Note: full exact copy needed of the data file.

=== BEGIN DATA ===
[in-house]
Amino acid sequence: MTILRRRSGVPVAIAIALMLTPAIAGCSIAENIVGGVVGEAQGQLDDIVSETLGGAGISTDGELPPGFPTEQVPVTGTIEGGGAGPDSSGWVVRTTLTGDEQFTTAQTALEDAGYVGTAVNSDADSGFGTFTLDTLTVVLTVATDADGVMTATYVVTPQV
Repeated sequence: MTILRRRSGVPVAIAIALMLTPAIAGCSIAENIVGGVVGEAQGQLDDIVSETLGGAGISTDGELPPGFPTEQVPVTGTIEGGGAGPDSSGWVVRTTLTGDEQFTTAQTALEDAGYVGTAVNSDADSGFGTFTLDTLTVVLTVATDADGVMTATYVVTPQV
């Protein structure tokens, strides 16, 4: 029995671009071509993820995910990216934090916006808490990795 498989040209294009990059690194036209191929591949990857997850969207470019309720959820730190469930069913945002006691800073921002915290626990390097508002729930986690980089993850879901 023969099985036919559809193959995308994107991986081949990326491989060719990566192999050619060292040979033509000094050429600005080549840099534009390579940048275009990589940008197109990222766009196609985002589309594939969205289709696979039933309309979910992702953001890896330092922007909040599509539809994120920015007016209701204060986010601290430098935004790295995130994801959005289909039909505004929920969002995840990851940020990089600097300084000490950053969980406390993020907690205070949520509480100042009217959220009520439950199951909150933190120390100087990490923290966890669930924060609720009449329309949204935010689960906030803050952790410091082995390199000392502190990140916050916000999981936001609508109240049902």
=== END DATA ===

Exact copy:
[in-house]
Amino acid sequence: MTILRRRSGVPVAIAIALMLTPAIAGCSIAENIVGGVVGEAQGQLDDIVSETLGGAGISTDGELPPGFPTEQVPVTGTIEGGGAGPDSSGWVVRTTLTGDEQFTTAQTALEDAGYVGTAVNSDADSGFGTFTLDTLTVVLTVATDADGVMTATYVVTPQV
Repeated sequence: MTILRRRSGVPVAIAIALMLTPAIAGCSIAENIVGGVVGEAQGQLDDIVSETLGGAGISTDGELPPGFPTEQVPVTGTIEGGGAGPDSSGWVVRTTLTGDEQFTTAQTALEDAGYVGTAVNSDADSGFGTFTLDTLTVVLTVATDADGVMTATYVVTPQV
């Protein structure tokens, strides 16, 4: 029995671009071509993820995910990216934090916006808490990795 498989040209294009990059690194036209191929591949990857997850969207470019309720959820730190469930069913945002006691800073921002915290626990390097508002729930986690980089993850879901 023969099985036919559809193959995308994107991986081949990326491989060719990566192999050619060292040979033509000094050429600005080549840099534009390579940048275009990589940008197109990222766009196609985002589309594939969205289709696979039933309309979910992702953001890896330092922007909040599509539809994120920015007016209701204060986010601290430098935004790295995130994801959005289909039909505004929920969002995840990851940020990089600097300084000490950053969980406390993020907690205070949520509480100042009217959220009520439950199951909150933190120390100087990490923290966890669930924060609720009449329309949204935010689960906030803050952790410091082995390199000392502190990140916050916000999981936001609508109240049902």